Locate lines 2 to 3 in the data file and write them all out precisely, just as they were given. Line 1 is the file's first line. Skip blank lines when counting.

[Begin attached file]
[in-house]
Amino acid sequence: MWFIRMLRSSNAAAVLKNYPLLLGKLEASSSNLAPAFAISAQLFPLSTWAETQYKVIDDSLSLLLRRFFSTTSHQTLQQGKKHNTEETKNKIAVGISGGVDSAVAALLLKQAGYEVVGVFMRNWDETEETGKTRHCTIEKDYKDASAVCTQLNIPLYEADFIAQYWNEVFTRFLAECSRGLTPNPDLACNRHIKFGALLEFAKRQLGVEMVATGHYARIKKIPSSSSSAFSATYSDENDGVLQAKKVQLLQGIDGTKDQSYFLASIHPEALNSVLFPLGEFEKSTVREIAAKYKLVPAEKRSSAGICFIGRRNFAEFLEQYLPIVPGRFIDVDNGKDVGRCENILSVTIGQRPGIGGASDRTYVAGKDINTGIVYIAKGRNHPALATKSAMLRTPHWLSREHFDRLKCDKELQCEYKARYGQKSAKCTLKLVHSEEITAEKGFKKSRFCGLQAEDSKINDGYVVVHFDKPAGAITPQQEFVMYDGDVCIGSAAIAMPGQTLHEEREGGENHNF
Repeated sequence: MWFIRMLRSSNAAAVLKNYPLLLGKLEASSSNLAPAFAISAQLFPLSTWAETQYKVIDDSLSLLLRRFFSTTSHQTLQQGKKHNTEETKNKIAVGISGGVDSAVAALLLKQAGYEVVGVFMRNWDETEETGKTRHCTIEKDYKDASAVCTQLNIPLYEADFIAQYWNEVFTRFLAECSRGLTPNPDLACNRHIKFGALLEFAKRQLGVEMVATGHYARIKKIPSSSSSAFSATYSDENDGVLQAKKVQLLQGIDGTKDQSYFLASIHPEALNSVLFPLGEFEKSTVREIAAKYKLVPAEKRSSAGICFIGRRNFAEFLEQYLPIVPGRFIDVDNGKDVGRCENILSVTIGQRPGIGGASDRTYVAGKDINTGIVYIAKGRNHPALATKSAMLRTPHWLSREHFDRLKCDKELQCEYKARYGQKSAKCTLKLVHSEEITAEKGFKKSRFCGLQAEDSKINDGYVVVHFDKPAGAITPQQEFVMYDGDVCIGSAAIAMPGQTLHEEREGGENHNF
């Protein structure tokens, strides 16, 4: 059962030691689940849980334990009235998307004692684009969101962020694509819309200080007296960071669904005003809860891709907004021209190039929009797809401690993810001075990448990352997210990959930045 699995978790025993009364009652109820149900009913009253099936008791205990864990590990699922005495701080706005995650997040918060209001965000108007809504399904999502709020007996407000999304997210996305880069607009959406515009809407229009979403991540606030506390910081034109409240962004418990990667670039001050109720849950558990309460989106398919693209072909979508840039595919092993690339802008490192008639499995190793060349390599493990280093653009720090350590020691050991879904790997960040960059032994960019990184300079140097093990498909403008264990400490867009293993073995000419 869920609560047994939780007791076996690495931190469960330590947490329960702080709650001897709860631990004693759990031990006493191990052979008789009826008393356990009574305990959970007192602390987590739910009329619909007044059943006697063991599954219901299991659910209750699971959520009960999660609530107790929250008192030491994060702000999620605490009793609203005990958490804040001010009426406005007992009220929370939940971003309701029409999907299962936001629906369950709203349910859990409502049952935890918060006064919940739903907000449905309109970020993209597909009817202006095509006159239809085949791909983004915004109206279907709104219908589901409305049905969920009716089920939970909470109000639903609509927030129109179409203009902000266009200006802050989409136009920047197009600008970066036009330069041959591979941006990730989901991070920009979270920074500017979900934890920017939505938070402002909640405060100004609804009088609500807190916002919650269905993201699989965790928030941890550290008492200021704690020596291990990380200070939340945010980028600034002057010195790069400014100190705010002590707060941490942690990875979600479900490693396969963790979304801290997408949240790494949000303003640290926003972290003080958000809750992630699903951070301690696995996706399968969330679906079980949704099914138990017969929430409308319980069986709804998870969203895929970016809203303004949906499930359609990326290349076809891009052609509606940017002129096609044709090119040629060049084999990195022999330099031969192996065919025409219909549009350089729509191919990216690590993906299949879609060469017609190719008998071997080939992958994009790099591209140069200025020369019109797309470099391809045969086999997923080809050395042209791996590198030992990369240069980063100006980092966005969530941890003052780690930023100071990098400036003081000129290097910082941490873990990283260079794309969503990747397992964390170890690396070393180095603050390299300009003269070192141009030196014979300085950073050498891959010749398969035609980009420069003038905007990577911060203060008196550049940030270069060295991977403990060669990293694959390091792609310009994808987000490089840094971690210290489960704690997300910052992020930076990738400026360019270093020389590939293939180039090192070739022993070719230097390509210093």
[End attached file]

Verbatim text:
Amino acid sequence: MWFIRMLRSSNAAAVLKNYPLLLGKLEASSSNLAPAFAISAQLFPLSTWAETQYKVIDDSLSLLLRRFFSTTSHQTLQQGKKHNTEETKNKIAVGISGGVDSAVAALLLKQAGYEVVGVFMRNWDETEETGKTRHCTIEKDYKDASAVCTQLNIPLYEADFIAQYWNEVFTRFLAECSRGLTPNPDLACNRHIKFGALLEFAKRQLGVEMVATGHYARIKKIPSSSSSAFSATYSDENDGVLQAKKVQLLQGIDGTKDQSYFLASIHPEALNSVLFPLGEFEKSTVREIAAKYKLVPAEKRSSAGICFIGRRNFAEFLEQYLPIVPGRFIDVDNGKDVGRCENILSVTIGQRPGIGGASDRTYVAGKDINTGIVYIAKGRNHPALATKSAMLRTPHWLSREHFDRLKCDKELQCEYKARYGQKSAKCTLKLVHSEEITAEKGFKKSRFCGLQAEDSKINDGYVVVHFDKPAGAITPQQEFVMYDGDVCIGSAAIAMPGQTLHEEREGGENHNF
Repeated sequence: MWFIRMLRSSNAAAVLKNYPLLLGKLEASSSNLAPAFAISAQLFPLSTWAETQYKVIDDSLSLLLRRFFSTTSHQTLQQGKKHNTEETKNKIAVGISGGVDSAVAALLLKQAGYEVVGVFMRNWDETEETGKTRHCTIEKDYKDASAVCTQLNIPLYEADFIAQYWNEVFTRFLAECSRGLTPNPDLACNRHIKFGALLEFAKRQLGVEMVATGHYARIKKIPSSSSSAFSATYSDENDGVLQAKKVQLLQGIDGTKDQSYFLASIHPEALNSVLFPLGEFEKSTVREIAAKYKLVPAEKRSSAGICFIGRRNFAEFLEQYLPIVPGRFIDVDNGKDVGRCENILSVTIGQRPGIGGASDRTYVAGKDINTGIVYIAKGRNHPALATKSAMLRTPHWLSREHFDRLKCDKELQCEYKARYGQKSAKCTLKLVHSEEITAEKGFKKSRFCGLQAEDSKINDGYVVVHFDKPAGAITPQQEFVMYDGDVCIGSAAIAMPGQTLHEEREGGENHNF